— Civil Disobedience Movement (@cvdom2021) February 17, 2021
— Kim Jolliffe (@Kim_Jolliffe) February 17, 2021
Myanmar’s military, which ruled the country for decades before the transition to a quasi-civilian government began in 2011, has a history of violence and impunity.
Armed forces chief Min Aung Hlaing, who led the coup, also directed the 2017 crackdown on the Rohingya minority in the western state of Rakhine, which the United Nations has said was carried out with “genocidal intent“.
“The security forces’ approach could take an even darker turn fast,” the International Crisis Group warned in a briefing released on Wednesday.
“Soldiers and armoured vehicles have begun to reinforce the police lines and, should the generals become impatient with the status quo, could easily become the sharp end of a bloody crackdown, as has happened in the past.”
The February 1 coup, which took place on the day the new parliament was supposed to sit, has halted Myanmar’s fragile progress towards democracy.
At Tuesday’s news conference, Zaw Min Tun told reporters that an election would be held and power handed to the winner. He gave no timeframe.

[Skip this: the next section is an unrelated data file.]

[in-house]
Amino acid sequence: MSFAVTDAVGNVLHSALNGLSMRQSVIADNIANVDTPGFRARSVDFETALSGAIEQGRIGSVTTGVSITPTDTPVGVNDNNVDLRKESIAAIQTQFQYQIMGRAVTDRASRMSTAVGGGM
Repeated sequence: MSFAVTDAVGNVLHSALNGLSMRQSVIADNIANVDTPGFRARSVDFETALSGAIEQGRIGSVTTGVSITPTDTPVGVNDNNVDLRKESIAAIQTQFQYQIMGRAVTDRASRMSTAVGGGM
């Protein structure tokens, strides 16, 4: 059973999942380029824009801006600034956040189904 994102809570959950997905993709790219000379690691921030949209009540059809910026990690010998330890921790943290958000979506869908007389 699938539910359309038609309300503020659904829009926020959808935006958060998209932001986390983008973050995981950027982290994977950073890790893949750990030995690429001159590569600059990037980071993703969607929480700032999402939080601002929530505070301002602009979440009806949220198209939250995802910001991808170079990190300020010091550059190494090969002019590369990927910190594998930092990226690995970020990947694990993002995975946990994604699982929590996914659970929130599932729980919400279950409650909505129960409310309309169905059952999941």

In 1990, the military held an election, but then refused to accept the result after the NLD, then a newly formed party, swept the elections.
It had earlier used force against protesters in 1988 and did so again in 2007 when a hike in fuel prices triggered mass demonstrations led by Buddhist monks.
Aung San Suu Kyi, 75, is thought to be under house arrest and on Tuesday was charged under the National Disaster Management Law with breaching COVID-19 regulations while campaigning for the elections. She has also been charged with illegally importing walkie-talkies that were found in her home.
British Prime Minister Boris Johnson condemned the legal move.
“New charges against Aung San Suu Kyi fabricated by the Myanmar military are a clear violation of her human rights,” he tweeted. “We stand with the people of Myanmar and will ensure those responsible for this coup are held to account.”
UN spokesman Stephane Dujarric said the world body stood by its condemnation of the coup and has called for charges against Aung San Suu Kyi to be dropped and for her to be released.
The Assistance Association for Political Prisoners, which is keeping track of those taken into custody, says 452 people have been detained since February 1. Some 417 remain in detention.
Those arrested include the NLD’s senior leadership and members of the election commission.
Internet networks were also taken down for the third night in a row, but connectivity was restored on Wednesday morning, according to NetBlocks, which monitors disruption and outages, and images of the rallies widely shared.
As well as the demonstrations in towns across the ethnically diverse country, a civil disobedience movement has brought strikes that are crippling many functions of government.
Actor Pyay Ti Oo said the opposition could not be quelled.
“They say we’re like a brush fire and will stop after a while but will we? No. Won’t stop until we succeed,” he told the crowd.